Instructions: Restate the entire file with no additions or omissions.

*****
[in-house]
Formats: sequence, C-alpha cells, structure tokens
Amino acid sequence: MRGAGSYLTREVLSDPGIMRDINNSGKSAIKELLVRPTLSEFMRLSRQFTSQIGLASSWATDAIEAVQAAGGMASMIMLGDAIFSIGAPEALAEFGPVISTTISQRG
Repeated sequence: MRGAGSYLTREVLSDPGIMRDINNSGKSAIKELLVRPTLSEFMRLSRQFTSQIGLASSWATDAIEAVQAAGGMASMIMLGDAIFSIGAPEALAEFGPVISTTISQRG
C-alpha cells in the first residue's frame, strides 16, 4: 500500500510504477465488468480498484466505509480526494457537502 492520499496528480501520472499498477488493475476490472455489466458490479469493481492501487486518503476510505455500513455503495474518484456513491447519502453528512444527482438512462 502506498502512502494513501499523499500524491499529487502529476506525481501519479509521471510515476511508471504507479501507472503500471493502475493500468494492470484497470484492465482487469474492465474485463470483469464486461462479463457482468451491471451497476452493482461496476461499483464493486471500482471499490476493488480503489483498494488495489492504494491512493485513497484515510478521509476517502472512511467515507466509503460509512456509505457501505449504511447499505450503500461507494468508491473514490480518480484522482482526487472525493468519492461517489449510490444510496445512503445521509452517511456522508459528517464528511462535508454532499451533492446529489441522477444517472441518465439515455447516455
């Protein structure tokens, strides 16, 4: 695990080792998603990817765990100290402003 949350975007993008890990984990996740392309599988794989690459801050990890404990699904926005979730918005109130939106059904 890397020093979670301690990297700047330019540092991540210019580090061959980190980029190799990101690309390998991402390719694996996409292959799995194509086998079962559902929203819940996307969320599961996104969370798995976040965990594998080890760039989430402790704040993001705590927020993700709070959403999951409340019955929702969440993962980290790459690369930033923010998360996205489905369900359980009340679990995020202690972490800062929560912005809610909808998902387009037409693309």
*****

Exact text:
[in-house]
Formats: sequence, C-alpha cells, structure tokens
Amino acid sequence: MRGAGSYLTREVLSDPGIMRDINNSGKSAIKELLVRPTLSEFMRLSRQFTSQIGLASSWATDAIEAVQAAGGMASMIMLGDAIFSIGAPEALAEFGPVISTTISQRG
Repeated sequence: MRGAGSYLTREVLSDPGIMRDINNSGKSAIKELLVRPTLSEFMRLSRQFTSQIGLASSWATDAIEAVQAAGGMASMIMLGDAIFSIGAPEALAEFGPVISTTISQRG
C-alpha cells in the first residue's frame, strides 16, 4: 500500500510504477465488468480498484466505509480526494457537502 492520499496528480501520472499498477488493475476490472455489466458490479469493481492501487486518503476510505455500513455503495474518484456513491447519502453528512444527482438512462 502506498502512502494513501499523499500524491499529487502529476506525481501519479509521471510515476511508471504507479501507472503500471493502475493500468494492470484497470484492465482487469474492465474485463470483469464486461462479463457482468451491471451497476452493482461496476461499483464493486471500482471499490476493488480503489483498494488495489492504494491512493485513497484515510478521509476517502472512511467515507466509503460509512456509505457501505449504511447499505450503500461507494468508491473514490480518480484522482482526487472525493468519492461517489449510490444510496445512503445521509452517511456522508459528517464528511462535508454532499451533492446529489441522477444517472441518465439515455447516455
């Protein structure tokens, strides 16, 4: 695990080792998603990817765990100290402003 949350975007993008890990984990996740392309599988794989690459801050990890404990699904926005979730918005109130939106059904 890397020093979670301690990297700047330019540092991540210019580090061959980190980029190799990101690309390998991402390719694996996409292959799995194509086998079962559902929203819940996307969320599961996104969370798995976040965990594998080890760039989430402790704040993001705590927020993700709070959403999951409340019955929702969440993962980290790459690369930033923010998360996205489905369900359980009340679990995020202690972490800062929560912005809610909808998902387009037409693309």